Books about Bugs

Books about Bugs

And fishing pressured water

  • By: Seth Norman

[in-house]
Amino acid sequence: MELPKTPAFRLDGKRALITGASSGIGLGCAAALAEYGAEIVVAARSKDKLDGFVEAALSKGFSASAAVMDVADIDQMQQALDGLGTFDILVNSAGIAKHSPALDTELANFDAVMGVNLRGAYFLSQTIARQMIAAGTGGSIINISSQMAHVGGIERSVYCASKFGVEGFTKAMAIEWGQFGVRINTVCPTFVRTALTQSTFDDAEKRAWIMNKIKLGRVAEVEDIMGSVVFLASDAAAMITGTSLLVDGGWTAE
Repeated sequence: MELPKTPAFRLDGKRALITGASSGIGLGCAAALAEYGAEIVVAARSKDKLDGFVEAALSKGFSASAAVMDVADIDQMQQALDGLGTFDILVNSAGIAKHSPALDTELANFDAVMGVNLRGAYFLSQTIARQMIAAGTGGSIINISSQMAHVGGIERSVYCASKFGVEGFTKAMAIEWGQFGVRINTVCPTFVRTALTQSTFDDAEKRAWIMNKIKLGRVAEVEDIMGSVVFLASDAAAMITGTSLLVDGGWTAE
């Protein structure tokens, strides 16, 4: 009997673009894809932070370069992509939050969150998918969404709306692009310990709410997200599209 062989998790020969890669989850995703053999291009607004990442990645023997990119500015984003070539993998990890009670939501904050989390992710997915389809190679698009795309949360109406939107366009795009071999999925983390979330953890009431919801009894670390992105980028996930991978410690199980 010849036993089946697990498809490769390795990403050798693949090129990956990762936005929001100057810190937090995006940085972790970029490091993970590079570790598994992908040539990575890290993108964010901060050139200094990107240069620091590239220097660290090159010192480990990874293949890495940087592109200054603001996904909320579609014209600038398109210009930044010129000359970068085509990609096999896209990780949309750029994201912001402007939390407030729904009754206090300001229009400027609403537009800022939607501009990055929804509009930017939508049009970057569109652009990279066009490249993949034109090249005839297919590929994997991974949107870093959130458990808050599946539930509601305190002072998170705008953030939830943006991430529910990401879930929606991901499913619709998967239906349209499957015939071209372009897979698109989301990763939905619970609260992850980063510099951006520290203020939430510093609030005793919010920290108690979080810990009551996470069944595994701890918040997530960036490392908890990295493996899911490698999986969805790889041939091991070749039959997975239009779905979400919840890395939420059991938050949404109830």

Fish Flies: The Encyclopedia of the Fly Tier's Art By Terry Hellekson (Gibbs Smith: 2005; 800-748-5439 www.gibbs-smith.com) 720 pp.; hardcover; $50 Sometimes one finds a book that is both fish and fowl: Aiming primarily at one or two goals, it accomplishes others along the way. Terry Hellekson's Fish Flies: The Encyclopedia of the Fly Tier's Art falls into that category. "Encyclopedic" describes the breadth of the author's knowledge, accumulated as a commercial tier, scholar and founder of Fly Fishing Specialties.That's obvious from chapters beginning with "The Beginning," carrying on through "Vision and Color," and proceeding to flies tied to represent all kinds of prey, including patterns designed specifically for shad, steelhead and the salmons of both coasts. To my mind, however, the tone here is far friendlier than in our old Britannica, and the organization is best described by "inclusive," a kind of writing-in-the-round intended to reveal a subject in multiple dimensions. For an example of how that works, take Chapter nine, "Nymphs." Hellekson begins with a half page of history--these are big pages--in which the author describes the importance of subsurface food in a trout's diet, mentions American nymph patterns' relations to British wet flies, then how Hellekson was influenced early on by Jim Quick's Fishing the Nymph (1960) and Polly Rosborough's self-published Fuzzy Nymphs (1965). And on like that, recipes interspersed with sketches, comment, attributions and anecdotes. Especially attributions: with something like 25,000 fly patterns recognized today, "although no one, to my knowledge, has determined just what constitutes a recognized pattern," and with some older classics falling from favor, Hellekson hopes to help keep things straight. He would also like to make certain that innovators whose names are fading retain their places in our collective consciousness. I suppose one can argue, and a few may, that if "encyclopedia" suggests "comprehensive," a fly-tying edition might contain 10 tomes this size, authored by a host of sages. I'd like to see such a reference but know I'd never get through it; and, meanwhile, would happily settle for one-tenth of Hellekson's grasp. Fish Food: A Fly Fisher's Guide to Bugs and Bait By Ralph Cutter (Stackpole Books: 2005; 800-732-3669; www.stackpolebooks.com) 212 pp.; softcover; $19.95 Ralph Cutter sheds light on a number of topics for the entomologically inclined fly-angler (and who isn't one?) in Fish Food: A Fly Fisher's Guide to Bugs and Bait. Cutter--long a gleeful maverick, a dedicated researcher, explorer and innovator--describes tools and practices required for collecting adult insect specimens. "For the budding fly-fishing entomologist, probably the best method is hanging out by the riverside with a butterfly net, a collecting jar, and a six-pack." Why that last item? "No matter how impressive the gear and innovative your technique, you will look like a dork prancing around the fields swishing a butterfly net. This is where the six-pack comes in." There's more where that comes from in the 39 lively chapters contained here. In "Part One: Know Your Ingredients," Cutter lays out fundamentals in detail. Along the way, he chastises those who consider scientific names "confusing and snobbish," reminds us that gardeners "have no problem identifying our plants as 'petunias,' 'begonias' and 'delphiniums'" and wonders if it isn't time to "liberate (ourselves) from the stifling chains of tradition and start using some Latin and Greek." Two pages later he's describing how to raise bugs in your own kitchen aquarium, and more than one reader will be surprised at how easy, cheap and fun Cutter makes that sound. "Part Two, The Menu," begins with "Ants," and continues through just about every other natural item I've heard of trout eating, including "Fur Balls: of Mice and Trout," also "Snails: Beetles Rule," "Threadfin Shad," and even a chapter devoted to "Cut Bugs: When Only Half is Sometimes More than a Whole." Most contain photos and line drawings provided by Cutter's wife, Lisa; in all, the most salient element is excitement, a sense of wonder amplified by Cutter's delight in creating some seriously eccentric images. Like when he asks you to imagine your own "newborn baby girl swaddled in warm fuzzy pink blankets," for example, who on closer study reveals herself as a hellgrammite, which "with a lightning-quick thrust…snaps jagged mandibles into your face and drives them deep with a deliberate chewing motion…" Fly-Fishing Pressured Waters Tying Tactics for Today's Trout By Lloyd Gonzales, Photographs by Norm Shires (Stackpole Books: 2006; 800-732-3669; www.stackpolebooks.com) 222 pp.; hardcover; $49.95 This book seemed to fall from the blue, intelligently written and superbly illustrated. Lloyd Gonzales has a talent for prose, also with a paintbrush and colored pencils; and he cleverly recruited Norm Shires to shoot photos. This virtuosity is particularly important, given some of the challenges the author presents to the opinions of other experts. It's difficult to cover the most interesting of these in a few hundred words: far easier to focus on a few examples. Gonzales' doubts about beadheads, for example, which too often "roll over and play dead," and even when properly constructed provide "a distinctive trait" that becomes "a reliable way for educated trout to distinguish between the natural and the artificial." The nexus of Pressured Water is the author's assertion that when pursing well-educated wild trout in heavily fished Eastern streams, proper presentation with a popular "suggestive fly" isn't enough, at least not when fish are feeding in one or two of the five modes Gonzales describes. It's at times like these that it takes patterns tied to standards of "practical realism" he knows many fishers will consider extreme. But there's something else in play here: However gorgeous the form, it's function that rules the author's approach to tying. "Realistic imitation is often maligned in fly-fishing literature, with the detractors leveling the incomprehensible accusation that such flies are poor fish catchers because they are too realistic. That is not possible, and what they really mean is that the materials used to achieve a realistic appearance are too stiff and lifeless, producing a fly that does not move or drift in a convincing fashion--in practical terms, such flies are not realistic enough…ignoring the aspects that appeal to the trout. I am never satisfied with a fly until I can make it behave like the real thing…copying the characteristic drift, posture and movement of the natural prey…" To achieve that end, Gonzales employs some difficult techniques, made easier at times by homemade tools, along with materials I've never used, including Tyvek, a plastic paper he considers "an artist's canvas" that can be easily shaped, burned and marked upon. In his hands, tying thread--colored and coated and crimped--creates legs that threaten to ambulate off the page. Lots of steps rely on coatings of Zap-a-Gap, Flexament and epoxy; he bends hooks left and right, up and down, weights these precisely; and, for creatures that wiggle, ties tandem. Often, but not always, he ends a set of instructions with an assurance that what you see isn't quite so hard as it seems.